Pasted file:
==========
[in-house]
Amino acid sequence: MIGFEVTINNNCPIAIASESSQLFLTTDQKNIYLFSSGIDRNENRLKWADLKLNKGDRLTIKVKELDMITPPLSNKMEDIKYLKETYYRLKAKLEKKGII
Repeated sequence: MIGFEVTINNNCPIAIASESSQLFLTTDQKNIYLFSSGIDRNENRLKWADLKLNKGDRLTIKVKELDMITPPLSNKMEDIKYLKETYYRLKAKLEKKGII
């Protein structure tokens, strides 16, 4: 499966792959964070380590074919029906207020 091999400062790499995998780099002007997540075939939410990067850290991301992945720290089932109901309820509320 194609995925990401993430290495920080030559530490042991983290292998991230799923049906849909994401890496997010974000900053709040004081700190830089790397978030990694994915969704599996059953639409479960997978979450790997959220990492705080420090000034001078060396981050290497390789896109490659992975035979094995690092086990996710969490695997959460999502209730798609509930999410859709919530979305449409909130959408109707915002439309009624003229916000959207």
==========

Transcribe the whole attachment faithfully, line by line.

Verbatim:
[in-house]
Amino acid sequence: MIGFEVTINNNCPIAIASESSQLFLTTDQKNIYLFSSGIDRNENRLKWADLKLNKGDRLTIKVKELDMITPPLSNKMEDIKYLKETYYRLKAKLEKKGII
Repeated sequence: MIGFEVTINNNCPIAIASESSQLFLTTDQKNIYLFSSGIDRNENRLKWADLKLNKGDRLTIKVKELDMITPPLSNKMEDIKYLKETYYRLKAKLEKKGII
């Protein structure tokens, strides 16, 4: 499966792959964070380590074919029906207020 091999400062790499995998780099002007997540075939939410990067850290991301992945720290089932109901309820509320 194609995925990401993430290495920080030559530490042991983290292998991230799923049906849909994401890496997010974000900053709040004081700190830089790397978030990694994915969704599996059953639409479960997978979450790997959220990492705080420090000034001078060396981050290497390789896109490659992975035979094995690092086990996710969490695997959460999502209730798609509930999410859709919530979305449409909130959408109707915002439309009624003229916000959207």